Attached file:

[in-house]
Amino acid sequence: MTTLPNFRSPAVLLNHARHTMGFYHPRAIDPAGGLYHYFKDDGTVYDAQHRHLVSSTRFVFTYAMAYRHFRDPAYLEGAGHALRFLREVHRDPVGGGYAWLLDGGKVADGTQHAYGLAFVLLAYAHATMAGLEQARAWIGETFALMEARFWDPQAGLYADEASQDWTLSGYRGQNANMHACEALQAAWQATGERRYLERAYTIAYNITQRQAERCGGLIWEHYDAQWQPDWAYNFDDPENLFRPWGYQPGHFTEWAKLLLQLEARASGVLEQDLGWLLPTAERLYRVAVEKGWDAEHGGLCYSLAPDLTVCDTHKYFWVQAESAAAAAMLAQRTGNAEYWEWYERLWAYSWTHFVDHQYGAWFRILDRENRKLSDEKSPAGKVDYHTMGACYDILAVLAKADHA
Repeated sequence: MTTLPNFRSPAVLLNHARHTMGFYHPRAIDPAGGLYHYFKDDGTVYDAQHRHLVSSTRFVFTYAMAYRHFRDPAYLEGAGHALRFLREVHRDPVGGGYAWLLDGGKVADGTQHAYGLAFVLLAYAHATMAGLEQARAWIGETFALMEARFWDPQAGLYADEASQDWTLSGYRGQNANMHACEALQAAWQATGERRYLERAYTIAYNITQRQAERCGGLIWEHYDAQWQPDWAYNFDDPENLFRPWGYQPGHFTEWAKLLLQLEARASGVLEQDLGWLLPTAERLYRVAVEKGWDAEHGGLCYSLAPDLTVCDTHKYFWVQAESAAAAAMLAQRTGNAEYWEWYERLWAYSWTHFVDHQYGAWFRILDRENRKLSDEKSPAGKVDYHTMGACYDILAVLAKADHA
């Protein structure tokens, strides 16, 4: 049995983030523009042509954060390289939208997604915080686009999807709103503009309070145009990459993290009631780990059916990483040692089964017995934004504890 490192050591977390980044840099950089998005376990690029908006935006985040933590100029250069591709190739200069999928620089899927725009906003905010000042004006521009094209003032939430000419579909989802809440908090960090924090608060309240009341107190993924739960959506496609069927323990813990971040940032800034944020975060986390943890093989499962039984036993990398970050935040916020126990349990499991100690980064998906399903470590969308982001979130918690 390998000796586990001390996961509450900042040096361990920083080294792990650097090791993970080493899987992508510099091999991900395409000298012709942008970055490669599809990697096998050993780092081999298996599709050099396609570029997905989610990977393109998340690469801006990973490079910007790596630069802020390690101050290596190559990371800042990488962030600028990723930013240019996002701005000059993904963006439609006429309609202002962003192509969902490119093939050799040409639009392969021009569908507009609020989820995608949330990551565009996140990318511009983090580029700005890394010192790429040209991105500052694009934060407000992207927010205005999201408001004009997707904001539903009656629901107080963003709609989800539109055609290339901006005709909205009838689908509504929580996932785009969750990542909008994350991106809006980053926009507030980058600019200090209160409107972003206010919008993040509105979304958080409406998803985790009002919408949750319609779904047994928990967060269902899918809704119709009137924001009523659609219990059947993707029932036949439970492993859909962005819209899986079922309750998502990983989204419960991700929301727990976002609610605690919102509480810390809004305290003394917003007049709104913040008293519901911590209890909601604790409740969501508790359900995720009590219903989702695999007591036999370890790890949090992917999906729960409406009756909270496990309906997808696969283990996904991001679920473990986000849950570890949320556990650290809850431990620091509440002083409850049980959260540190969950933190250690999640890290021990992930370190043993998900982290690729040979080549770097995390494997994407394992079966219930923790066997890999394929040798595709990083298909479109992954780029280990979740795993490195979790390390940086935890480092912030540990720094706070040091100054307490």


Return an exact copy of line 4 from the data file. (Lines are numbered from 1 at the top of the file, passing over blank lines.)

């Protein structure tokens, strides 16, 4: 049995983030523009042509954060390289939208997604915080686009999807709103503009309070145009990459993290009631780990059916990483040692089964017995934004504890 490192050591977390980044840099950089998005376990690029908006935006985040933590100029250069591709190739200069999928620089899927725009906003905010000042004006521009094209003032939430000419579909989802809440908090960090924090608060309240009341107190993924739960959506496609069927323990813990971040940032800034944020975060986390943890093989499962039984036993990398970050935040916020126990349990499991100690980064998906399903470590969308982001979130918690 390998000796586990001390996961509450900042040096361990920083080294792990650097090791993970080493899987992508510099091999991900395409000298012709942008970055490669599809990697096998050993780092081999298996599709050099396609570029997905989610990977393109998340690469801006990973490079910007790596630069802020390690101050290596190559990371800042990488962030600028990723930013240019996002701005000059993904963006439609006429309609202002962003192509969902490119093939050799040409639009392969021009569908507009609020989820995608949330990551565009996140990318511009983090580029700005890394010192790429040209991105500052694009934060407000992207927010205005999201408001004009997707904001539903009656629901107080963003709609989800539109055609290339901006005709909205009838689908509504929580996932785009969750990542909008994350991106809006980053926009507030980058600019200090209160409107972003206010919008993040509105979304958080409406998803985790009002919408949750319609779904047994928990967060269902899918809704119709009137924001009523659609219990059947993707029932036949439970492993859909962005819209899986079922309750998502990983989204419960991700929301727990976002609610605690919102509480810390809004305290003394917003007049709104913040008293519901911590209890909601604790409740969501508790359900995720009590219903989702695999007591036999370890790890949090992917999906729960409406009756909270496990309906997808696969283990996904991001679920473990986000849950570890949320556990650290809850431990620091509440002083409850049980959260540190969950933190250690999640890290021990992930370190043993998900982290690729040979080549770097995390494997994407394992079966219930923790066997890999394929040798595709990083298909479109992954780029280990979740795993490195979790390390940086935890480092912030540990720094706070040091100054307490």